He added that Southgate, a highly respected figure within the FA but relegated with and sacked by Middlesbrough seven years ago and in charge as the Under-21s finished bottom of their group at last summer’s European Championship, would be “a pretty obvious one to pick” in terms of the initial interim. The former England centre-half did oversee victory in the Toulon tournament last month.

Asked if the governing body would be prepared to wait for a candidate to run down his contract, Glenn said: “It is a possibility, of course. If you said: ‘This person is an absolute shoo-in, can you wait?’ then we are well placed with an interim solution. Or you might get a few interim solutions – a few managers to come and help. It is such an important decision, we have got to get the right person. To wait a few months – if that is what we had to do – would be the right decision. But it’s a hypothetical.”

Ashworth intends to speak to the outgoing coach Gary Neville and a number of leading figures within the game when canvassing opinion over who should take the role, and will also consult senior players – Wayne Rooney, Joe Hart and James Milner are the only members of Hodgson’s party with more than 50 caps – in the current squad. Rooney had earlier issued a statement denying those same senior players had lost faith in Hodgson during Euro 2016.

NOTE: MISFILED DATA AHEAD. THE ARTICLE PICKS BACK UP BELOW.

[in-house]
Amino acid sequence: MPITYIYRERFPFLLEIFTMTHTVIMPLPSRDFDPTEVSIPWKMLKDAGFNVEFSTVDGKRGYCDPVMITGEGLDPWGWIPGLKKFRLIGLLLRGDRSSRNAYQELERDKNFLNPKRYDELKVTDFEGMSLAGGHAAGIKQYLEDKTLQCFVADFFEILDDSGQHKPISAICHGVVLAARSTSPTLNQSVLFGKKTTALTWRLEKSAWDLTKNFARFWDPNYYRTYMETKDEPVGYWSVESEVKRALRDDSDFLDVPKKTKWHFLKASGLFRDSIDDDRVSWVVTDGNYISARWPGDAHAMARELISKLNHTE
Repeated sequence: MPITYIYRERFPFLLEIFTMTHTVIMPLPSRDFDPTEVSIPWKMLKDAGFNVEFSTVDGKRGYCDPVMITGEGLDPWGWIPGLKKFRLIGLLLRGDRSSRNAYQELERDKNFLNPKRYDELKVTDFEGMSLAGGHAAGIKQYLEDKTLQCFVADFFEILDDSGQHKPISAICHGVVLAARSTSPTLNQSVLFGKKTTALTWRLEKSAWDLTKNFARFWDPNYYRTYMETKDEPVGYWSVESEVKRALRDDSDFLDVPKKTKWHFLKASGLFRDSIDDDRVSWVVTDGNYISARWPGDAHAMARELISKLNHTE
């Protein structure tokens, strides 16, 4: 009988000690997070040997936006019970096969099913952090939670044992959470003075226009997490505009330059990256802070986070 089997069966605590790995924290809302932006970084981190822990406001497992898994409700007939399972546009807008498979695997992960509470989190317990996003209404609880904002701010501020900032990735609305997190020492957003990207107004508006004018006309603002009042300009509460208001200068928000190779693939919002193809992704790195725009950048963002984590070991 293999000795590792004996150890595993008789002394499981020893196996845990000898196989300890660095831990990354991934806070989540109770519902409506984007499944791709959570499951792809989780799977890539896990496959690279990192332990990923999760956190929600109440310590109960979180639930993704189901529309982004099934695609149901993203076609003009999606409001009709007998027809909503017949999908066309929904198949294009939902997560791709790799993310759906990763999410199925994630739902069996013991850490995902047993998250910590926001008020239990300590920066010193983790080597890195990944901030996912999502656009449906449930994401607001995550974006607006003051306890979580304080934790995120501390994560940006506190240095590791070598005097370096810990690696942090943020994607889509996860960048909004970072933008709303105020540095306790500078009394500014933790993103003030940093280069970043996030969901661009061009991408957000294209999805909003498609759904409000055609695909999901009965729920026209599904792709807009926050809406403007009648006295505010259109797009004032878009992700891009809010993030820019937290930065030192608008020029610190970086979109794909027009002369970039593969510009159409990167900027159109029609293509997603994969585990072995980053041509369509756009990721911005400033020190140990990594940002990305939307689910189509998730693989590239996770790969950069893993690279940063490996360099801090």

The England captain had suggested he was “interested and excited to see who the new manager is” in the aftermath of the 2-1 defeat to Iceland. “He needs to put his stamp on the team, whoever he is,” said Rooney. “I know one thing: if I was the manager coming in I’d be very excited. It’s difficult to see now, but we do have a good squad. Whoever comes in will have the players to move us on from where we are and take us one step further.”

Hodgson conceded he had been utterly unable to achieve that over four years in charge having overseen only three wins in 11 tournament matches. He defended the progress made, pointing to the number of younger players who have broken into the senior set-up, but made clear his instinct had been to stand behind his resignation statement of the previous evening rather than address his team’s failings for a second time.

“My statement last night was sufficient,” he said. “I’m no longer England manager, my time has been and gone. But I was told it was important for everybody I appeared. I suppose that’s partly because people are still smarting from our poor performance yesterday. Someone has to stand and take the slings and arrows that come with it. I have tried over four years to do the best job I could do. The results will show it wasn’t good enough because the best job you can do is win a tournament. We haven’t come close to it.

“As a result I expect that myself and the team will be criticised. But I certainly don’t feel that I need to be Uriah Heep-ish about it in any way. I think, personally, the team has got better. I personally think we have made progress. I personally think the team in 2016 is better than the team which reached the quarter-finals in 2012.

“But it’s a bad day for me. I am very raw, very fragile. The last thing on my mind is what England should be doing next. I had my chance. It didn’t work out. Now it’s someone else’s turn. But it’s a fact of life: one particularly bad game has caused a lot go damage to me personally, to the team and to the team going forward. They now have a major bridge to repair. If they’d played better last night, maybe it would not have needed repairing.”

Powered by Guardian.co.ukThis article was written by Dominic Fifield in Chantilly, for The Guardian on Tuesday 28th June 2016 23.25 Europe/London